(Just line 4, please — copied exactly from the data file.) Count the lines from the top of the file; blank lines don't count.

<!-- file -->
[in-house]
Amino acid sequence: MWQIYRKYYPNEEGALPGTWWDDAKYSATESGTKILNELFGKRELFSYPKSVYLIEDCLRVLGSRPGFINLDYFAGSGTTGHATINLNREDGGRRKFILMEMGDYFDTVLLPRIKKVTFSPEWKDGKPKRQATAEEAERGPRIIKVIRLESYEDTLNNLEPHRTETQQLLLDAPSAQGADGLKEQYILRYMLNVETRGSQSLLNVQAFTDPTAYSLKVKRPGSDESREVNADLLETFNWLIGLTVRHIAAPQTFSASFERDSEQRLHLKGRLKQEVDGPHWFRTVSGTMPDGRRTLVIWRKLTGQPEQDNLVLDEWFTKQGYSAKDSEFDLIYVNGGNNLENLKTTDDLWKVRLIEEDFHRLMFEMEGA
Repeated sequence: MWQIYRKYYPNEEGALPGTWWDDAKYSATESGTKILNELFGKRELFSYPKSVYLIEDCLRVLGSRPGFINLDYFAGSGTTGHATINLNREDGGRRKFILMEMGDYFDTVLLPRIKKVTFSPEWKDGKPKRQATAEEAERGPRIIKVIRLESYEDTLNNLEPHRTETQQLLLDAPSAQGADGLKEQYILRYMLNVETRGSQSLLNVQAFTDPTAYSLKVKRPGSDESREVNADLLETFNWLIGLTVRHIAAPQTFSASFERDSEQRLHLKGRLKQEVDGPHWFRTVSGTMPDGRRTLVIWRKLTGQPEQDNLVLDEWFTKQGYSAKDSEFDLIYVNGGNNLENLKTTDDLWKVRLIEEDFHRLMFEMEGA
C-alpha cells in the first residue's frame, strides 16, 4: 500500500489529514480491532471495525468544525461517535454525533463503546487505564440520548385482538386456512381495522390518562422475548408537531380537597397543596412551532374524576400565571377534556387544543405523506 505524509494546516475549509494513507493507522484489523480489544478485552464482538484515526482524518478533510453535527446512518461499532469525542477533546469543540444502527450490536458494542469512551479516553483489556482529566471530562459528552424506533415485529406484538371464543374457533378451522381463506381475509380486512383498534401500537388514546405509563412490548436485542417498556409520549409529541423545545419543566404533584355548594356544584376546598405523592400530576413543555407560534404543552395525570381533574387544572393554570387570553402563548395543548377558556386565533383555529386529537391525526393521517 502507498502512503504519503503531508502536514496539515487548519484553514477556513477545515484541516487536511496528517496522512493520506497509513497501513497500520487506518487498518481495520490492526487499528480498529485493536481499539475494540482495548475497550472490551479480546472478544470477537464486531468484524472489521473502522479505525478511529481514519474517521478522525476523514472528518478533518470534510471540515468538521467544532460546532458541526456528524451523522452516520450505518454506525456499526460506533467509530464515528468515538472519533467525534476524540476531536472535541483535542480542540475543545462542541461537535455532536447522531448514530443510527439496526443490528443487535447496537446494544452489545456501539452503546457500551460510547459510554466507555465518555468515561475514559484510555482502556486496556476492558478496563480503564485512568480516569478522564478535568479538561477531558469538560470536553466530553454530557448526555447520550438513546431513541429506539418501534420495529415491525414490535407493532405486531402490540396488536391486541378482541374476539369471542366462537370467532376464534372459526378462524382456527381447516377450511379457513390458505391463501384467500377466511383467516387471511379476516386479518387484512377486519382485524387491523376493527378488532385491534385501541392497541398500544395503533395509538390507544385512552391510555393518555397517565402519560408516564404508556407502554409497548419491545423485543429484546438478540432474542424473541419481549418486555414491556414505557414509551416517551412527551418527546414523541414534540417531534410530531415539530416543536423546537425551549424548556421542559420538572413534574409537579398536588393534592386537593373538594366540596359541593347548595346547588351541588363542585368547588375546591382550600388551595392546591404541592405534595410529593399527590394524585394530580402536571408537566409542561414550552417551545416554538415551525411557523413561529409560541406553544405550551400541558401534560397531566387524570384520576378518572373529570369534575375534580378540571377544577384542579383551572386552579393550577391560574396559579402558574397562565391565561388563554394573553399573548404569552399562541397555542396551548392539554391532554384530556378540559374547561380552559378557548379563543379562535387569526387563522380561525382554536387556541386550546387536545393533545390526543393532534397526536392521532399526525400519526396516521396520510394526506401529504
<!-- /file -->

C-alpha cells in the first residue's frame, strides 16, 4: 500500500489529514480491532471495525468544525461517535454525533463503546487505564440520548385482538386456512381495522390518562422475548408537531380537597397543596412551532374524576400565571377534556387544543405523506 505524509494546516475549509494513507493507522484489523480489544478485552464482538484515526482524518478533510453535527446512518461499532469525542477533546469543540444502527450490536458494542469512551479516553483489556482529566471530562459528552424506533415485529406484538371464543374457533378451522381463506381475509380486512383498534401500537388514546405509563412490548436485542417498556409520549409529541423545545419543566404533584355548594356544584376546598405523592400530576413543555407560534404543552395525570381533574387544572393554570387570553402563548395543548377558556386565533383555529386529537391525526393521517 502507498502512503504519503503531508502536514496539515487548519484553514477556513477545515484541516487536511496528517496522512493520506497509513497501513497500520487506518487498518481495520490492526487499528480498529485493536481499539475494540482495548475497550472490551479480546472478544470477537464486531468484524472489521473502522479505525478511529481514519474517521478522525476523514472528518478533518470534510471540515468538521467544532460546532458541526456528524451523522452516520450505518454506525456499526460506533467509530464515528468515538472519533467525534476524540476531536472535541483535542480542540475543545462542541461537535455532536447522531448514530443510527439496526443490528443487535447496537446494544452489545456501539452503546457500551460510547459510554466507555465518555468515561475514559484510555482502556486496556476492558478496563480503564485512568480516569478522564478535568479538561477531558469538560470536553466530553454530557448526555447520550438513546431513541429506539418501534420495529415491525414490535407493532405486531402490540396488536391486541378482541374476539369471542366462537370467532376464534372459526378462524382456527381447516377450511379457513390458505391463501384467500377466511383467516387471511379476516386479518387484512377486519382485524387491523376493527378488532385491534385501541392497541398500544395503533395509538390507544385512552391510555393518555397517565402519560408516564404508556407502554409497548419491545423485543429484546438478540432474542424473541419481549418486555414491556414505557414509551416517551412527551418527546414523541414534540417531534410530531415539530416543536423546537425551549424548556421542559420538572413534574409537579398536588393534592386537593373538594366540596359541593347548595346547588351541588363542585368547588375546591382550600388551595392546591404541592405534595410529593399527590394524585394530580402536571408537566409542561414550552417551545416554538415551525411557523413561529409560541406553544405550551400541558401534560397531566387524570384520576378518572373529570369534575375534580378540571377544577384542579383551572386552579393550577391560574396559579402558574397562565391565561388563554394573553399573548404569552399562541397555542396551548392539554391532554384530556378540559374547561380552559378557548379563543379562535387569526387563522380561525382554536387556541386550546387536545393533545390526543393532534397526536392521532399526525400519526396516521396520510394526506401529504